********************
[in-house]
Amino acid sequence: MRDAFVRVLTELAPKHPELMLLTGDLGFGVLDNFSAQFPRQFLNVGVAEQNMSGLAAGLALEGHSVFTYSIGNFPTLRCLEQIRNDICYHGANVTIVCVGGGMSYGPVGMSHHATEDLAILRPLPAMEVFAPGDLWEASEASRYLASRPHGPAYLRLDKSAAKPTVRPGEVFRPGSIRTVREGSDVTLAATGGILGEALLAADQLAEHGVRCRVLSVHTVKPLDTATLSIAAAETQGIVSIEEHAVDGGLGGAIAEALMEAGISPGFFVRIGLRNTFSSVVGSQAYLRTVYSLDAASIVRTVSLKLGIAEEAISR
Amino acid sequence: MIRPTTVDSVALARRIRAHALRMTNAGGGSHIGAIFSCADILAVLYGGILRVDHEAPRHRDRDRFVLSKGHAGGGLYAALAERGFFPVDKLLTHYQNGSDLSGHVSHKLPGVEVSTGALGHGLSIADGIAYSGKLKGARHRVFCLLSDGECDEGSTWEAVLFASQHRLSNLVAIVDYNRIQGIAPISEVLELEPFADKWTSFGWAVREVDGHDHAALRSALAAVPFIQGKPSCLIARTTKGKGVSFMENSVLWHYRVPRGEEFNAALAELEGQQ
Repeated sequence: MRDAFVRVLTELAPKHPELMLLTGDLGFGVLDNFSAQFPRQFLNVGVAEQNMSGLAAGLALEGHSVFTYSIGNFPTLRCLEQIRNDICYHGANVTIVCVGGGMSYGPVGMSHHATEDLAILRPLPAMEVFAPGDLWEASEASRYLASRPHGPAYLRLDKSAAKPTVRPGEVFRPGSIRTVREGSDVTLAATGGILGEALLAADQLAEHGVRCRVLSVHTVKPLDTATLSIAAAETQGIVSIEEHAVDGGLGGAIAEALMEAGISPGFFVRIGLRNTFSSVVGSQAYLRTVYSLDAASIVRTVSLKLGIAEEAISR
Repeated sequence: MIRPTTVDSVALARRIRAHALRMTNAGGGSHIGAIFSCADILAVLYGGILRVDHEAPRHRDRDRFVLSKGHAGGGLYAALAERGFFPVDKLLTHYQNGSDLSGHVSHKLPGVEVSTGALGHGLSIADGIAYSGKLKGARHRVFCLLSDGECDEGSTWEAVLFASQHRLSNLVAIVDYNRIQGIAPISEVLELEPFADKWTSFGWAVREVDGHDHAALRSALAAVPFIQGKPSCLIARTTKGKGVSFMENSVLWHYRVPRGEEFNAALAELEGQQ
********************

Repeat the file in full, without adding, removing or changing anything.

[in-house]
Amino acid sequence: MRDAFVRVLTELAPKHPELMLLTGDLGFGVLDNFSAQFPRQFLNVGVAEQNMSGLAAGLALEGHSVFTYSIGNFPTLRCLEQIRNDICYHGANVTIVCVGGGMSYGPVGMSHHATEDLAILRPLPAMEVFAPGDLWEASEASRYLASRPHGPAYLRLDKSAAKPTVRPGEVFRPGSIRTVREGSDVTLAATGGILGEALLAADQLAEHGVRCRVLSVHTVKPLDTATLSIAAAETQGIVSIEEHAVDGGLGGAIAEALMEAGISPGFFVRIGLRNTFSSVVGSQAYLRTVYSLDAASIVRTVSLKLGIAEEAISR
Amino acid sequence: MIRPTTVDSVALARRIRAHALRMTNAGGGSHIGAIFSCADILAVLYGGILRVDHEAPRHRDRDRFVLSKGHAGGGLYAALAERGFFPVDKLLTHYQNGSDLSGHVSHKLPGVEVSTGALGHGLSIADGIAYSGKLKGARHRVFCLLSDGECDEGSTWEAVLFASQHRLSNLVAIVDYNRIQGIAPISEVLELEPFADKWTSFGWAVREVDGHDHAALRSALAAVPFIQGKPSCLIARTTKGKGVSFMENSVLWHYRVPRGEEFNAALAELEGQQ
Repeated sequence: MRDAFVRVLTELAPKHPELMLLTGDLGFGVLDNFSAQFPRQFLNVGVAEQNMSGLAAGLALEGHSVFTYSIGNFPTLRCLEQIRNDICYHGANVTIVCVGGGMSYGPVGMSHHATEDLAILRPLPAMEVFAPGDLWEASEASRYLASRPHGPAYLRLDKSAAKPTVRPGEVFRPGSIRTVREGSDVTLAATGGILGEALLAADQLAEHGVRCRVLSVHTVKPLDTATLSIAAAETQGIVSIEEHAVDGGLGGAIAEALMEAGISPGFFVRIGLRNTFSSVVGSQAYLRTVYSLDAASIVRTVSLKLGIAEEAISR
Repeated sequence: MIRPTTVDSVALARRIRAHALRMTNAGGGSHIGAIFSCADILAVLYGGILRVDHEAPRHRDRDRFVLSKGHAGGGLYAALAERGFFPVDKLLTHYQNGSDLSGHVSHKLPGVEVSTGALGHGLSIADGIAYSGKLKGARHRVFCLLSDGECDEGSTWEAVLFASQHRLSNLVAIVDYNRIQGIAPISEVLELEPFADKWTSFGWAVREVDGHDHAALRSALAAVPFIQGKPSCLIARTTKGKGVSFMENSVLWHYRVPRGEEFNAALAELEGQQ